Category Archives: on my mind

Existential Panic Attack Brought On By The Green-Eyed Monster

Have you ever had an existential panic attack? That moment where you wonder what your life is all about and if you are heading in the right diection? I originally posted this on March 5, 2012 (not that long ago) and I am kind of amazed at how much I have changed since then. In just a few months I have transformed from scared and insecure to goal driven and hopeful. I wanted to share this for anyone out there who is feeling stuck, scared or unsure right now. I have so much more confidence in myself today, just a few, short months later. There is hope! Hang in there.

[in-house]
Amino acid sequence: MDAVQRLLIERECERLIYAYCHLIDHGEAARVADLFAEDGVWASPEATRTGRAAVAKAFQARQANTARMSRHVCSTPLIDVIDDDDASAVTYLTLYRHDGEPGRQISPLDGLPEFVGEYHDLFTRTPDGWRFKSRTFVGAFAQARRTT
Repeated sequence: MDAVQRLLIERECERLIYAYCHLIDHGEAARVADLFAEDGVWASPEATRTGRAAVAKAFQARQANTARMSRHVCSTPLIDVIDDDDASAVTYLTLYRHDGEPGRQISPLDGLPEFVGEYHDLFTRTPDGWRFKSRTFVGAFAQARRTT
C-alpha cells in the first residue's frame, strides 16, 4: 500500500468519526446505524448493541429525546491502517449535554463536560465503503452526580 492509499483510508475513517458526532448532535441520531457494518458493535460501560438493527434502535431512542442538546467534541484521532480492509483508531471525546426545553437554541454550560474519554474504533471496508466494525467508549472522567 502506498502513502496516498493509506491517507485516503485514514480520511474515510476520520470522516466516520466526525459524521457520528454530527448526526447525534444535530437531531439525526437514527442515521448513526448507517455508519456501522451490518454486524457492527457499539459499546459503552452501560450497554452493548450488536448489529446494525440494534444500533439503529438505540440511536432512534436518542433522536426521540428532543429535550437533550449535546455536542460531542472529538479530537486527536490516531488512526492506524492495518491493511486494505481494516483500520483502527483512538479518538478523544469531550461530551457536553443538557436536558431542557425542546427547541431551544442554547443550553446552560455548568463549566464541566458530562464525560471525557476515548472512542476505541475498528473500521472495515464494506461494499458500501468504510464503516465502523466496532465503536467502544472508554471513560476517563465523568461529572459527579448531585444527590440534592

We were recently visited by friends with a seven month old baby. This is a baby that is the same height and weight as my 21 month old daughter. When they held him up in a standing position he looked directly into my daughter’s eyes and smiled condescendingly (OK, I may have imagined that last part).  My daughter is skinny and small for her age, according to the doctor’s growth chart, but still, this was kind of amazing to see. “He’s very laid back and happy,” his mom told me as my daughter collapsed on the ground in a dramatic heap; crying over something horribly wrong that went completely unobserved by the rest of us. He also sleeps through the night which my daughter does only occasionally and sporadically and when the stars align and the tides come in and hell freezes over and pigs fly. Already, I was feeling green with envy. No wonder these people were able to complete so many projects, go on (what seemed to me) nonstop vacations and make enormous leaps in their careers and education all while toting their little, or gigantic, bundle of joy around with them. They were actually sleeping – unlike me. Me, I look like the poster child for a movie about the walking dead. Me, who thinks getting dressed and washing the floor is a major accomplishment. Me, who was six days behind on her online art class only a day after it began. Then, just to punctuate their personality differences, my daughter chucked a yo-yo right at the baby’s head and then screamed for him to give her back her toy (like he had wrestled it from her tiny hands in the first place). Luckily, the yo-yo missed, but I understood how she was feeling. At least I could relate a little bit.